The distribution of kimberlite, lamproite and related alkaline volcanism in Australia can be broadly related to the structure of the Australian continent and lithosphere. Diamondiferous kimberlites and lamproites, with the apparent exception of the weakly diamondiferous Orrorro kimberlites in the Adelaide Fold Belt, lie within the large Precambrian shield where seismic tomographic models and heat flow data indicate the presence of relatively cold, high seismic wave speed lithosphere (tectosphere) typically some 200 km thick or more beneath the Archaean cratons and up to 300 km in parts of central Australia. Many of the diamondiferous intrusions appear to lie at the margins rather than in the centre of the lithosphere domains. The highest concentration of diamondiferous intrusions (kimberlites and lamproites) is on and around the Kimberley Craton where seismic data indicate crustal thicknesses of 35-40 km and a lithosphere up to 275 km thick that is distinct from Proterozoic northern Australia.
Many, but clearly not all, of the intrusions show evidence of regional and local structural controls. Some are spatially associated with known crustal structures, especially regional faults. Others are aligned, either singly or in clusters, along or near discontinuities and/or gradients evident in regional scale potential field data, especially the total horizontal gradients of gravity data continued upward tens to hundreds of kilometres. Many of these features are not evident in the original datasets as their signatures are masked by shorter wavelength (near surface) anomalies. In some cases, the kimberlites and associated rocks lie within crustal blocks and domains defined by discontinuities in the potential field data rather than at domain boundaries.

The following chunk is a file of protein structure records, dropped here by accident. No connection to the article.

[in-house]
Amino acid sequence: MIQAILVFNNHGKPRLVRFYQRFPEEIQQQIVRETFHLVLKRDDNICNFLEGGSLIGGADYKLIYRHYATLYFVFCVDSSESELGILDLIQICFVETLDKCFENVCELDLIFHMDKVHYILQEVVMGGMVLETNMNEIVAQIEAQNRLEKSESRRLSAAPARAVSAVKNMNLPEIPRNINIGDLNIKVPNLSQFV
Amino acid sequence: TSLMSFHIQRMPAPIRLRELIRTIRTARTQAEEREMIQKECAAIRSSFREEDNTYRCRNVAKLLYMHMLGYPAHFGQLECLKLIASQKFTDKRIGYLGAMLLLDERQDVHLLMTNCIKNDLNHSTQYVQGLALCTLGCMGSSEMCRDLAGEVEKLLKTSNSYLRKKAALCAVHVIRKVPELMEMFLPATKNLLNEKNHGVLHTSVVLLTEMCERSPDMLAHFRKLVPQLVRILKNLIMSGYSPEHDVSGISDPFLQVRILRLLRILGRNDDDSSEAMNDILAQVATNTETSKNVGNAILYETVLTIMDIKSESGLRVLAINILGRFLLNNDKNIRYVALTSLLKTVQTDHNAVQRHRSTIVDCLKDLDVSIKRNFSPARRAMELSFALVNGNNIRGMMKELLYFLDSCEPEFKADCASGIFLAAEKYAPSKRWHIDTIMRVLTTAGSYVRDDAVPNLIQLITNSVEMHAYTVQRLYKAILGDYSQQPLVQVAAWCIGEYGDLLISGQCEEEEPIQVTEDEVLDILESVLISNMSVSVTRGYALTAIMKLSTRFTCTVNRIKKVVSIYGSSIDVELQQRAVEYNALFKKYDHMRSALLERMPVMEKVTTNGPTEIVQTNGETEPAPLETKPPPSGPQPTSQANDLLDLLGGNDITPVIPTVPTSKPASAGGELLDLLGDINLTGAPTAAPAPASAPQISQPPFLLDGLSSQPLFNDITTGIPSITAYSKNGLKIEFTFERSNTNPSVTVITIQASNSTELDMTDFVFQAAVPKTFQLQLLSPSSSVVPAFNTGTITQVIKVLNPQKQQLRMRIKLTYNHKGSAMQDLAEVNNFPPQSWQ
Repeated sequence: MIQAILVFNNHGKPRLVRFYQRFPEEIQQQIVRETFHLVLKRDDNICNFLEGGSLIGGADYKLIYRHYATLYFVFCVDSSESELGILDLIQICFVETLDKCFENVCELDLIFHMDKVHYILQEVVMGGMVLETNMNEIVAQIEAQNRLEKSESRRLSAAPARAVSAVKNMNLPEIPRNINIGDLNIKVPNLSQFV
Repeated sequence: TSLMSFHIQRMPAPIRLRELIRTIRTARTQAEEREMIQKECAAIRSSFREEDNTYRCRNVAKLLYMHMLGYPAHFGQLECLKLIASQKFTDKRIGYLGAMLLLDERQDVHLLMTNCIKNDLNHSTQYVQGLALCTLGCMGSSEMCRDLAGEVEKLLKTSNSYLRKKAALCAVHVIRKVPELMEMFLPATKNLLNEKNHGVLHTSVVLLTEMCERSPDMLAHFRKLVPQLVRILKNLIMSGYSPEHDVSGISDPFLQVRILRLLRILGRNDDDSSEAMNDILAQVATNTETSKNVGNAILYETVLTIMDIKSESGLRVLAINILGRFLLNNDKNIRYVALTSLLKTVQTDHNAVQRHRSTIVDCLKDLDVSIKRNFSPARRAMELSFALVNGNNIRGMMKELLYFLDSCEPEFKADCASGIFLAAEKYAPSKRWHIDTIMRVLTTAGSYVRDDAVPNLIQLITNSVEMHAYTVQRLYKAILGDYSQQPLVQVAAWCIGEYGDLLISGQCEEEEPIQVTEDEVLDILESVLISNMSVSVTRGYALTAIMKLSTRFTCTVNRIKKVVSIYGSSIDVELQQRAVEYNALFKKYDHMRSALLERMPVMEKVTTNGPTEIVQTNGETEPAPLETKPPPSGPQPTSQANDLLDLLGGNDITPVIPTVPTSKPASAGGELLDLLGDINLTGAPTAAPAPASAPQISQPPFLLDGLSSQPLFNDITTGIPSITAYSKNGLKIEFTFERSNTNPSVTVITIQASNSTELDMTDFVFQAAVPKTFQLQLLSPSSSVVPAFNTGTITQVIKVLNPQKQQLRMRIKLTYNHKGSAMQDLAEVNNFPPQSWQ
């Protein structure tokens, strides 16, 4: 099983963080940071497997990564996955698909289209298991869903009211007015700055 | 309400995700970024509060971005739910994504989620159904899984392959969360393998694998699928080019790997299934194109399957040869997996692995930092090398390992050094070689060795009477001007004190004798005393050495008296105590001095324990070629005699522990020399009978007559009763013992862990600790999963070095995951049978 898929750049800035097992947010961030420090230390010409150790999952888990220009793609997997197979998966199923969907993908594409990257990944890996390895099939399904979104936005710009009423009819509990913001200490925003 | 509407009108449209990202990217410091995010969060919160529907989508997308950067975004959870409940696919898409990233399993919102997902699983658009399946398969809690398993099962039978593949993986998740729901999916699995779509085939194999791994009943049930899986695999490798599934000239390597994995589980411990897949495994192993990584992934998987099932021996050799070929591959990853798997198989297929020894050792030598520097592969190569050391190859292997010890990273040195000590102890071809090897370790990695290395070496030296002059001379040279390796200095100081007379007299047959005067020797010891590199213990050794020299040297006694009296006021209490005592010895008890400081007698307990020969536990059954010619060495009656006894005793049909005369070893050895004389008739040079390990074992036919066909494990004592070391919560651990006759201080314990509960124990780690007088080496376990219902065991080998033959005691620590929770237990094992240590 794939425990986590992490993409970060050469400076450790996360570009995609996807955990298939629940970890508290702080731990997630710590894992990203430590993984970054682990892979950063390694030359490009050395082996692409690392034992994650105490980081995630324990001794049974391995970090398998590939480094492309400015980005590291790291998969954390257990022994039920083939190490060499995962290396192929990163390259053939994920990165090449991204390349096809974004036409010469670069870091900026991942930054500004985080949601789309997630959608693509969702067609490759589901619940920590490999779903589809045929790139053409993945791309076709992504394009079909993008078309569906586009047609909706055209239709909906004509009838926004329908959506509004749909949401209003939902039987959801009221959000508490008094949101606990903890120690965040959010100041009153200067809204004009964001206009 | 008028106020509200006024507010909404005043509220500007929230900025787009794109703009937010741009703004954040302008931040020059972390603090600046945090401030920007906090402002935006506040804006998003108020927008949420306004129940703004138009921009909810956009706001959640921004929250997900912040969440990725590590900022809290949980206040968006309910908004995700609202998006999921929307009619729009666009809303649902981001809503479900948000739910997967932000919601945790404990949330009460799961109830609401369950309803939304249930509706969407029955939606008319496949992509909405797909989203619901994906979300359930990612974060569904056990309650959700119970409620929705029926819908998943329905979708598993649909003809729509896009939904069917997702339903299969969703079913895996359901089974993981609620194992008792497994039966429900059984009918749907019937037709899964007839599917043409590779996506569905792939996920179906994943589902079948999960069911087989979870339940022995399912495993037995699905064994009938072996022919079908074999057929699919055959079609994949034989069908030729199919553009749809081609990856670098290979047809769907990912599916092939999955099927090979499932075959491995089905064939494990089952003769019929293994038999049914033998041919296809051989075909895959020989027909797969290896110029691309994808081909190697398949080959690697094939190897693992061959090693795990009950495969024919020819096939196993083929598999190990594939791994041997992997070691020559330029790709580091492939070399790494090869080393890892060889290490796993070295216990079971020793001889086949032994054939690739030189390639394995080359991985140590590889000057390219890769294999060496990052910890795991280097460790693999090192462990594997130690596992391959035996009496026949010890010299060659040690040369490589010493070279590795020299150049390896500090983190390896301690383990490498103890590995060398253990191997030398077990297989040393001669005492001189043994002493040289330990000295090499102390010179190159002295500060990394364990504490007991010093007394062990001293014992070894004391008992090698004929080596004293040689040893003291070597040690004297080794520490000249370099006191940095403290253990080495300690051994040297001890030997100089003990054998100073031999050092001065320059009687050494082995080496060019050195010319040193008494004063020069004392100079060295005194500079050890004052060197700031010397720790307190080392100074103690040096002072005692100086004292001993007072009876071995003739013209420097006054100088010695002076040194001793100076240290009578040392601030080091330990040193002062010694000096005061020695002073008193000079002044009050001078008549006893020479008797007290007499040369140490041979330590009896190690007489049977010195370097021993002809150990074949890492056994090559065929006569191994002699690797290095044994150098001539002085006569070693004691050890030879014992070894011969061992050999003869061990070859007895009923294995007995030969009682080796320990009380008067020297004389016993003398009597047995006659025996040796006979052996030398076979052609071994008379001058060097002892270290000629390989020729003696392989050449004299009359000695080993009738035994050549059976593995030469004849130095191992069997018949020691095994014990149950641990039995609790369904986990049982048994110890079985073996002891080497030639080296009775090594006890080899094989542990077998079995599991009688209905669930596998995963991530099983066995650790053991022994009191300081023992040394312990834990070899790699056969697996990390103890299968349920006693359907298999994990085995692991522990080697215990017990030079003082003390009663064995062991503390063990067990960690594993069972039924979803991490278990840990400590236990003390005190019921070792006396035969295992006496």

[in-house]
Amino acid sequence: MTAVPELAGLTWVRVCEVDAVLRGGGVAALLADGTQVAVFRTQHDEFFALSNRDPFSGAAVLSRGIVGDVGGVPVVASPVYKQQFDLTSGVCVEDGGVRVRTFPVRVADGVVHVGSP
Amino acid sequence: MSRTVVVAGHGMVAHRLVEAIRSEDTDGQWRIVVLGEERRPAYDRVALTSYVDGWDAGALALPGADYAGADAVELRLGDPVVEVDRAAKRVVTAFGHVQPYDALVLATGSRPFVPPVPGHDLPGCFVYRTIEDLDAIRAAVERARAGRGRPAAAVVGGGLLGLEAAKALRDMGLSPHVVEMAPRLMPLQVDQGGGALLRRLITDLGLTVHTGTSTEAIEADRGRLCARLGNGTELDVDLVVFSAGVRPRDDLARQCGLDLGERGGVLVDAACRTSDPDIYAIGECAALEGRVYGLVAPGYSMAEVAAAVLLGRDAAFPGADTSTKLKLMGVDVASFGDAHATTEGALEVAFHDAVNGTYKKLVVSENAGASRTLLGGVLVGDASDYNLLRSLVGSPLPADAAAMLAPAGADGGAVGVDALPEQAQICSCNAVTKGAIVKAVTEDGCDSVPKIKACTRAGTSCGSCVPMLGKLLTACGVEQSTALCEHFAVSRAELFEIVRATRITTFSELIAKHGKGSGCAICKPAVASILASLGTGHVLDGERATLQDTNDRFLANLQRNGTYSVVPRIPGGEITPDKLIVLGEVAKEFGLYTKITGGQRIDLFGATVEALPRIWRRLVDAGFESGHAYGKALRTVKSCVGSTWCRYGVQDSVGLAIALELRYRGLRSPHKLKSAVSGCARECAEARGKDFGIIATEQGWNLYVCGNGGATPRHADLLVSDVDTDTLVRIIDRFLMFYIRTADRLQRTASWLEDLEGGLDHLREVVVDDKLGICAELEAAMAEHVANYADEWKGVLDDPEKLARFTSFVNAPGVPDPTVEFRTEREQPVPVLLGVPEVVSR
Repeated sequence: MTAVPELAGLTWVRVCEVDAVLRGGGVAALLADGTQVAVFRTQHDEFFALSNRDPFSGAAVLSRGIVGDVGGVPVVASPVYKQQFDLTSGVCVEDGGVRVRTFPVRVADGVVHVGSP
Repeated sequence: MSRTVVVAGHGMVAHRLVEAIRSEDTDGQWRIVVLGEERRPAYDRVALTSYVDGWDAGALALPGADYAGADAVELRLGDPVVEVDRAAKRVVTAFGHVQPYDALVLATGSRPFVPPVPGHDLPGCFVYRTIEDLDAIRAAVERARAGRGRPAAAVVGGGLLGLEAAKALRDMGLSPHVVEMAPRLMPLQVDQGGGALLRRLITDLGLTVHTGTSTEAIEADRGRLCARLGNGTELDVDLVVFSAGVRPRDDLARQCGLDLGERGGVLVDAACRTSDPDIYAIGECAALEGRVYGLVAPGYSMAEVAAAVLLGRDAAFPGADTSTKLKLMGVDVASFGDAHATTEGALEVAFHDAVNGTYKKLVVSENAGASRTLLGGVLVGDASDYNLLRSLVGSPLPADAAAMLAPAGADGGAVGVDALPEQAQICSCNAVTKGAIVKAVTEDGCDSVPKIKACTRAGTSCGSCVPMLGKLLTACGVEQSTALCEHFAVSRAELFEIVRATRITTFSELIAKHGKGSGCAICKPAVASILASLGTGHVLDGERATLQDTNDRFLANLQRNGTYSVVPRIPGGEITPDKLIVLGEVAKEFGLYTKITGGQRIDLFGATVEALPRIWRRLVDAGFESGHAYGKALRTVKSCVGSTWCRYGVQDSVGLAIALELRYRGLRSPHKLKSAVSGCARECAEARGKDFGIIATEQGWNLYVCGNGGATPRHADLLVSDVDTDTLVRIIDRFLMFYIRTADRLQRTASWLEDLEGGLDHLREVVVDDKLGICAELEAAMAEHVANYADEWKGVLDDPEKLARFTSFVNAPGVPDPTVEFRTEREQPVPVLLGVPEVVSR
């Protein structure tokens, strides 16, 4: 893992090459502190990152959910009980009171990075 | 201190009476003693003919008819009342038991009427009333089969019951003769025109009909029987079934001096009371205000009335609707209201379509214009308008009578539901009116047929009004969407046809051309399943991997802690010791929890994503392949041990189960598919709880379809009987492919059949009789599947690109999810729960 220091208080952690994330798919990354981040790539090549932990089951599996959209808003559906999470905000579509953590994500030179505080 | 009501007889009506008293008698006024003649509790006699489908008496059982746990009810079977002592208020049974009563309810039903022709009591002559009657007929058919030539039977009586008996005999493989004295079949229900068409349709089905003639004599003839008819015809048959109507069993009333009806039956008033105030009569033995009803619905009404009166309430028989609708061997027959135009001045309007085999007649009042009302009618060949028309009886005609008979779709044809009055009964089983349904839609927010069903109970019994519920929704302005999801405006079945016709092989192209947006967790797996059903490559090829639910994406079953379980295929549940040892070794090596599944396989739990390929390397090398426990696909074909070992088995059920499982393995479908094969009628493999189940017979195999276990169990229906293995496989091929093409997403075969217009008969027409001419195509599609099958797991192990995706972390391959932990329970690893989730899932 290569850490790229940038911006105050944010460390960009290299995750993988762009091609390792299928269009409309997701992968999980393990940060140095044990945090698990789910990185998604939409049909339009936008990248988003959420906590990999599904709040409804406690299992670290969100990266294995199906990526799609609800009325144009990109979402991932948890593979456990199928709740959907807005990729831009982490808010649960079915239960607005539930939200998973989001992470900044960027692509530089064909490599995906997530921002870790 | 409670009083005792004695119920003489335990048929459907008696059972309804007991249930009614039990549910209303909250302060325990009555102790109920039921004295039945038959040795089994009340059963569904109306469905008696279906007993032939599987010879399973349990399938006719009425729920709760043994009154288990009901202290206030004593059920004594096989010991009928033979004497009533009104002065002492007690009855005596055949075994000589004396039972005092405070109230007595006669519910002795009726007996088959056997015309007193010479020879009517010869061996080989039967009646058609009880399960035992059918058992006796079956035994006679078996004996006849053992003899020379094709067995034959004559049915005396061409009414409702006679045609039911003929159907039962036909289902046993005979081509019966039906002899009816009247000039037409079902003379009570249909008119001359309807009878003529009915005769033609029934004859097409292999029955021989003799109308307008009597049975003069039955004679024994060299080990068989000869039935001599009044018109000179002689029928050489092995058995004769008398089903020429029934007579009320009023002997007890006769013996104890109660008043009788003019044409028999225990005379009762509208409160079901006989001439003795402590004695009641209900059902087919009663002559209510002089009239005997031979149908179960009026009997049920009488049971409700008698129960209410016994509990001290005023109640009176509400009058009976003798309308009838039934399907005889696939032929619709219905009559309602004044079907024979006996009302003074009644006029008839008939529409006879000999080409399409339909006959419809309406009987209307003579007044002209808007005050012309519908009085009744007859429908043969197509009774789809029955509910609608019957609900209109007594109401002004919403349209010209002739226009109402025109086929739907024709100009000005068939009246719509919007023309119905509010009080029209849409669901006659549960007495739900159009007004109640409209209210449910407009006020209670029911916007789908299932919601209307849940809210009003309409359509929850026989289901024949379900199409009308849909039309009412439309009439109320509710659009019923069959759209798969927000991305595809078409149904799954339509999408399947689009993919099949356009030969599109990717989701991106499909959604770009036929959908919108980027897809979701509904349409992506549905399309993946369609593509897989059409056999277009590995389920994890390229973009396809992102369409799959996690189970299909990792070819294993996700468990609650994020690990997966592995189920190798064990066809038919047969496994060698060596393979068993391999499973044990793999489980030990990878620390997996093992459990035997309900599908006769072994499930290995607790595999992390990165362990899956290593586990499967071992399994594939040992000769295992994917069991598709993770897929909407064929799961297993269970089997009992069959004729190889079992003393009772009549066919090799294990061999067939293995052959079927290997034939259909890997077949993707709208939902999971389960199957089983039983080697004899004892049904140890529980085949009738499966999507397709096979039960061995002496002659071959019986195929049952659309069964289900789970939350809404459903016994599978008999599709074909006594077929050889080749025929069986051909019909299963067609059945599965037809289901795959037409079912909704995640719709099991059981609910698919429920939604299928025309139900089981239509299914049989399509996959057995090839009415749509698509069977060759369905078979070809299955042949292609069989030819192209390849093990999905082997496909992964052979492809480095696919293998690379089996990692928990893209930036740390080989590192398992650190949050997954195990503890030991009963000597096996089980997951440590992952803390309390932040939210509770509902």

Our overview suggests that analysis of potential field data, especially horizontal gradients in upwardly continued potential field data, at all scales can assist definition of crustal and, potentially, lithospheric structures that may influence the distribution of diamond pipes. However, more definitive mapping of Australia's diamond prospective regions requires the integration of data on crustal structures, especially trans-lithospheric faults, and geodynamic settings with high resolution tomographic models and other geophysical, petrologic, and isotopic information on the nature of the lithosphere beneath the Australian continent.